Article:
The weekly report on the soybean market from eastern Heilongjiang reveals that trade in domestic soybeans is slowing even more. The fall in international soybean prices and soft domestic demand pushed domestic prices down by about 0.02 yuan/500g to about 1.62-1.64 yuan/500g (3240-3280 yuan/mt) for farm sale prices. The sale price for processors or traders is 1.65-1.67 yuan/500g. The support price for government reserve purchases is 1.85-1.87 yuan. As market prices fall, the gap between the actual market price and the support price widens, and it becomes less attractive to buy at the support price.
So, it's not surprising that farmers are having trouble selling their beans. The report says that not many beans are being bought at the support price. Many of the designated purchasers don't have enough storage capacity--that may be true since usually no one holds large soybean reserves. It is said that some of the reserve beans will be shipped south where there is some excess storage capacity. It is also reported that farmers are not able to dry their soybeans to meet the standards. There is a history of this--in past instances where China tried to support prices grain stations often found excuses to reject farmers' grain on "quality" issues or paid them with IOUs.
Another article says that some farmers are waiting to sell their beans in the hope they can get the government price. Others need to sell to generate cash for fertilizer and seed for spring planting. The decline in futures prices and domestic soymeal prices induced some buyers to cancel their purchase contracts for imported soybeans. Over the weekend some crushers in production regions cut their procurement price offers by .04-.10 yuan/kg. Not much trade in beans. Purchases for government reserves have become the main marketing channel for domestic Chinese soybeans.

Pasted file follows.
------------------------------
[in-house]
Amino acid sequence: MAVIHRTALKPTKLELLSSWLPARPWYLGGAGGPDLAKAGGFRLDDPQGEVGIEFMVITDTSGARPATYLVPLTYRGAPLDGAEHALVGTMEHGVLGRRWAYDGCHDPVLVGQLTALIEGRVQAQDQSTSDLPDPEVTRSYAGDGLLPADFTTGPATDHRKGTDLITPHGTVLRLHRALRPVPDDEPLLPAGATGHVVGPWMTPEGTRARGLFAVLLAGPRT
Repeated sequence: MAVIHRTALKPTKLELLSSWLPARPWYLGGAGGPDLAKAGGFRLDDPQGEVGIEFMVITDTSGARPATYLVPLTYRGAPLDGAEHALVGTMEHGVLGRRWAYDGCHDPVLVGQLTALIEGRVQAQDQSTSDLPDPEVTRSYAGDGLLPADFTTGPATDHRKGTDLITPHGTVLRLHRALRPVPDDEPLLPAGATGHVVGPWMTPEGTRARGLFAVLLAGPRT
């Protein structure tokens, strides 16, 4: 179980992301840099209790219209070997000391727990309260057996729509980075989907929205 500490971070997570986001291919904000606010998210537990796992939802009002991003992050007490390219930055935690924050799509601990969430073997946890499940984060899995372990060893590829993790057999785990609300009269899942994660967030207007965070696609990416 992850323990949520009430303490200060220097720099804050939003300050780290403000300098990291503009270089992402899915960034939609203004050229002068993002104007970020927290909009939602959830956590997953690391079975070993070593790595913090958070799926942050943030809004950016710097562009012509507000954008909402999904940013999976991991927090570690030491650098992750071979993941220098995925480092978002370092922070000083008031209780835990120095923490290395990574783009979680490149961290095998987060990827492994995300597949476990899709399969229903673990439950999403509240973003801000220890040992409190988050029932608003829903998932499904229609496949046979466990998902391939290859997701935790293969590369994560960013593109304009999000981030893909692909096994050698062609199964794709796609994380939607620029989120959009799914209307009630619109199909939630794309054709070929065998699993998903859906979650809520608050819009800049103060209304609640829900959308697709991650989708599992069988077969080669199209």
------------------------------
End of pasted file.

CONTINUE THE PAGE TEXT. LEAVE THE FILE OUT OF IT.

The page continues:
Local meteorological bureaus in Heilongjiang are starting to warn about possible drought conditions in the province as spring draws near(er). Thirty counties in the western and south-central parts of Heilongjiang have dry soil conditions.
The market is anticipating an increase in soybean planting this spring based on the policy support for soybean prices. However, the report says there is an oversupply of soybeans, with 2.9 mmt expected to arrive at Chinese ports in February and 3.15 mmt in March. Is the support price sending producers the "right" signals?